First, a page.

Ngqwele Dube, Sunday Life Correspondent
LOCAL theatre play, “Tellers: The Musical” is set to showcase at Intwasa this year before heading to Malawi and Zambia.
The hit musical premièred in Harare during Hifa last week to rave reviews. The play was held at the amphitheatre stage of Harare’s renowned art institution, Gallery Delta in its second showing after it first had a run at the Bulawayo Theatre last year.
The play’s director, Josh Nyampimbi, said they have already been booked for Intwasa with dates in Zambia and Malawi still being worked on.
“We have engaged promoters in the two countries and they are working in suitable dates which we hope will be out soon,” he said.
Tellers, a Nhimbe Trust’s Women in Theatre and Television (WITT) musical, depicts the story of eight women toiling at a supermarket that is struggling to stay in business due to the economic and financial woes gripping the nation in addition to rising competition from “illegal” vendors operating outside the premises of their place of work.
The women’s love lives, family issues, financial dire straits and religious beliefs are illustrated throughout the musical and intricately woven through music, dance and elements of poetry to tell a story not only filled with drama and despair but also hope and triumph.
The play brings together the crème de la crème of the local theatre scene both on and off stage. Adopted from acclaimed playwright, Raisedon Baya’s play Women Without Husbands, the musical is directed by Memory Kumbota with experienced choreographer Richard Ndlovu in charge of the all important dance aspect of the play while Bafana Dladla of Gugothandayo fame handles the music and score.
According to a review by critic, Penny Yon, the musical is “Deeply moving and at the same time witty and comical, the storyline flows smoothly from one scene to the next, and the English/Ndebele mix is easy to follow”.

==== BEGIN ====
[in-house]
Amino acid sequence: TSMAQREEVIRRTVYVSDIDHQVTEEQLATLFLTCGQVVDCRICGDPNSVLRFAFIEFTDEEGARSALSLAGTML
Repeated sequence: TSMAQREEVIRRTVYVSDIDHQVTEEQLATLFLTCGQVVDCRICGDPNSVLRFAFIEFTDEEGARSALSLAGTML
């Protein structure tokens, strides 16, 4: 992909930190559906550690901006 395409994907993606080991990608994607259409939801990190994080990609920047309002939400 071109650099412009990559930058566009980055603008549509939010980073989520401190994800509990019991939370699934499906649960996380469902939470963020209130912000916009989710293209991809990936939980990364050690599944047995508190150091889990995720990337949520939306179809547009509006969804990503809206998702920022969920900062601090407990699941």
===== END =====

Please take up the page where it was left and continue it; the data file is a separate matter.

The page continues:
The production is musically sound with a tight delivery of everything from mbaqanga and afropop to jazz, gospel, rap and the blues.
The quality of acting brought to mind world famous actors of the past who were more than just a pretty face, but also mastered the arts of acting, singing, dancing, adds Yon.
A bare, simple, even minimalist set design (five chairs and a small table) was transformed into a busy supermarket in the excellent delivery by the lively cast of young women as cashpoint tellers.
The audience seemed to be at first taken aback and then wholly delighted by the quality of the whole performance, which earned a standing ovation.
The play introduced to Harare audiences fresh new talent from WITT that includes Noma Damasane (a.k.a. Lady Tshawe), Donna Ncube, Memory Mguni, Loisianna Charumbira, Delicacy Ngulube, Sharlene Ndlovu, Melaine Moyo, Lyndah Sithole, Angel Mpofu, Lorraine Sibanda and Nolizwe Ngwenya. The band behind the scenes featured Marvellous “CeeJay” Tshuma (guitars), Blessing Sitotombe (bass), Mehluli “Gomez” Dube (percussion) and Raphael Mapira (keys).
Among the audience was National Arts Council of Zimbabwe Deputy Director Nicholas Moyo, who said of the play: “A great production, professionally and beautifully done; the directing is unparalleled and raised the bar for local theatre!”
Zimbabwe International Film Festival Trust director, Nigel Munyati said the musical should be turned into a film.